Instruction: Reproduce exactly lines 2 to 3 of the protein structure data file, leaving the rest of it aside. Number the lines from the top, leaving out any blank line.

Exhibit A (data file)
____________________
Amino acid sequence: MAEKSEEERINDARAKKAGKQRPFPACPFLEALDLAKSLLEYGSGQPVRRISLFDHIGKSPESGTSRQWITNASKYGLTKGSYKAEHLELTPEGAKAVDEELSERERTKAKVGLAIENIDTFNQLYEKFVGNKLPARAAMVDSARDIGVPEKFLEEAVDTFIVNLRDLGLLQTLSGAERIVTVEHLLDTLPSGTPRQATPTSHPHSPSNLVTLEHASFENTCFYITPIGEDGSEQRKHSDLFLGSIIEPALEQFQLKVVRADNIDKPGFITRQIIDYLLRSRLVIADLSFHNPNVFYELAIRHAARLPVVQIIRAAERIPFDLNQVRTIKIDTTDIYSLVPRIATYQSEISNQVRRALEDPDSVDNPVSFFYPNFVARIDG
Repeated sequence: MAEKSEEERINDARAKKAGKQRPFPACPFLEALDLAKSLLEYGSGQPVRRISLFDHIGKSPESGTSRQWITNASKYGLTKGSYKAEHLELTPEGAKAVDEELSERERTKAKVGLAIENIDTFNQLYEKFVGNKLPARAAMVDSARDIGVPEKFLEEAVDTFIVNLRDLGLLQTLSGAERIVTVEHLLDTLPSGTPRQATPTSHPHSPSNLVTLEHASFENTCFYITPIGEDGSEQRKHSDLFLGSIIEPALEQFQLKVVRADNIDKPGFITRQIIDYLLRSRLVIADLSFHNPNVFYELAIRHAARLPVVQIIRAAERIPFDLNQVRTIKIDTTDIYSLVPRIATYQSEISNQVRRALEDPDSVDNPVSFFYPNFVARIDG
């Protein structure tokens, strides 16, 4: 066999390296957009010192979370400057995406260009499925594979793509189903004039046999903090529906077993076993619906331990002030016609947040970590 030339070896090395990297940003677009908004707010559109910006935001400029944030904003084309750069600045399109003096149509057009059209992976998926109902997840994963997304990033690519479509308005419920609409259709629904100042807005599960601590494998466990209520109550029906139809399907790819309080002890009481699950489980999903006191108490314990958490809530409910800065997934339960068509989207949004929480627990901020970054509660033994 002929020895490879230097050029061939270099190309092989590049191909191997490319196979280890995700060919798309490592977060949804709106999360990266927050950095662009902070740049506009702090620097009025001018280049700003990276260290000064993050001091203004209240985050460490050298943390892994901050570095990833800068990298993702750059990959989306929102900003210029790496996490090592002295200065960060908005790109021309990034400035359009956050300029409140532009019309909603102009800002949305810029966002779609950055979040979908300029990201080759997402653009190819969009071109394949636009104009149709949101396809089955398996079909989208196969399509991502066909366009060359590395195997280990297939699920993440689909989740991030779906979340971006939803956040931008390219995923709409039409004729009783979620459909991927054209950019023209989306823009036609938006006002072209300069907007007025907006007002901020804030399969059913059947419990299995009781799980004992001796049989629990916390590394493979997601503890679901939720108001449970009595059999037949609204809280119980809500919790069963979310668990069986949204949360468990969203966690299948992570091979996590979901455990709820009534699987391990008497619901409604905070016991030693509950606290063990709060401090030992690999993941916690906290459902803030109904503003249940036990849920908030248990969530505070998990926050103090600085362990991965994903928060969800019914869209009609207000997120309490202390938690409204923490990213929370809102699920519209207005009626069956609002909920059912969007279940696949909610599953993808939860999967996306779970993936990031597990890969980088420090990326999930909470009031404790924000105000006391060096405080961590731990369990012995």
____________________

Repeated sequence: MAEKSEEERINDARAKKAGKQRPFPACPFLEALDLAKSLLEYGSGQPVRRISLFDHIGKSPESGTSRQWITNASKYGLTKGSYKAEHLELTPEGAKAVDEELSERERTKAKVGLAIENIDTFNQLYEKFVGNKLPARAAMVDSARDIGVPEKFLEEAVDTFIVNLRDLGLLQTLSGAERIVTVEHLLDTLPSGTPRQATPTSHPHSPSNLVTLEHASFENTCFYITPIGEDGSEQRKHSDLFLGSIIEPALEQFQLKVVRADNIDKPGFITRQIIDYLLRSRLVIADLSFHNPNVFYELAIRHAARLPVVQIIRAAERIPFDLNQVRTIKIDTTDIYSLVPRIATYQSEISNQVRRALEDPDSVDNPVSFFYPNFVARIDG
């Protein structure tokens, strides 16, 4: 066999390296957009010192979370400057995406260009499925594979793509189903004039046999903090529906077993076993619906331990002030016609947040970590 030339070896090395990297940003677009908004707010559109910006935001400029944030904003084309750069600045399109003096149509057009059209992976998926109902997840994963997304990033690519479509308005419920609409259709629904100042807005599960601590494998466990209520109550029906139809399907790819309080002890009481699950489980999903006191108490314990958490809530409910800065997934339960068509989207949004929480627990901020970054509660033994 002929020895490879230097050029061939270099190309092989590049191909191997490319196979280890995700060919798309490592977060949804709106999360990266927050950095662009902070740049506009702090620097009025001018280049700003990276260290000064993050001091203004209240985050460490050298943390892994901050570095990833800068990298993702750059990959989306929102900003210029790496996490090592002295200065960060908005790109021309990034400035359009956050300029409140532009019309909603102009800002949305810029966002779609950055979040979908300029990201080759997402653009190819969009071109394949636009104009149709949101396809089955398996079909989208196969399509991502066909366009060359590395195997280990297939699920993440689909989740991030779906979340971006939803956040931008390219995923709409039409004729009783979620459909991927054209950019023209989306823009036609938006006002072209300069907007007025907006007002901020804030399969059913059947419990299995009781799980004992001796049989629990916390590394493979997601503890679901939720108001449970009595059999037949609204809280119980809500919790069963979310668990069986949204949360468990969203966690299948992570091979996590979901455990709820009534699987391990008497619901409604905070016991030693509950606290063990709060401090030992690999993941916690906290459902803030109904503003249940036990849920908030248990969530505070998990926050103090600085362990991965994903928060969800019914869209009609207000997120309490202390938690409204923490990213929370809102699920519209207005009626069956609002909920059912969007279940696949909610599953993808939860999967996306779970993936990031597990890969980088420090990326999930909470009031404790924000105000006391060096405080961590731990369990012995």